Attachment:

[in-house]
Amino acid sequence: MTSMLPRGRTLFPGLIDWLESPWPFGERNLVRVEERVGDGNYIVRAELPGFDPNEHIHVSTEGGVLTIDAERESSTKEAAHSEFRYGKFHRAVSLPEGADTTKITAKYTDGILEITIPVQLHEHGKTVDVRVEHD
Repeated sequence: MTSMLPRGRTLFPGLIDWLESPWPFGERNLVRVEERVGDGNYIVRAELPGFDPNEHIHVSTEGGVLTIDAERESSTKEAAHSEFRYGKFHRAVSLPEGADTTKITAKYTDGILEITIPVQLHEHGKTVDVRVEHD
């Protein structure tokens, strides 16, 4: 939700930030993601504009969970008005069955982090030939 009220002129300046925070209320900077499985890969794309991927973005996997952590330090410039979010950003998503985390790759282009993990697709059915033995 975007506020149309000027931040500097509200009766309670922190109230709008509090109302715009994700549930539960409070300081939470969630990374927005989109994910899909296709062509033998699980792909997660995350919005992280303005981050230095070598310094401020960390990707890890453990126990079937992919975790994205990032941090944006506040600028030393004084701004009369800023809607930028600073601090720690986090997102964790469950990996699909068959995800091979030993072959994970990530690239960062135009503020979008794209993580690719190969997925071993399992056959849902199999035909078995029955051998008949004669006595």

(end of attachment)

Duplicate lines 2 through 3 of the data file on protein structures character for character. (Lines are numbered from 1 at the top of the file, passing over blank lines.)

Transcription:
Amino acid sequence: MTSMLPRGRTLFPGLIDWLESPWPFGERNLVRVEERVGDGNYIVRAELPGFDPNEHIHVSTEGGVLTIDAERESSTKEAAHSEFRYGKFHRAVSLPEGADTTKITAKYTDGILEITIPVQLHEHGKTVDVRVEHD
Repeated sequence: MTSMLPRGRTLFPGLIDWLESPWPFGERNLVRVEERVGDGNYIVRAELPGFDPNEHIHVSTEGGVLTIDAERESSTKEAAHSEFRYGKFHRAVSLPEGADTTKITAKYTDGILEITIPVQLHEHGKTVDVRVEHD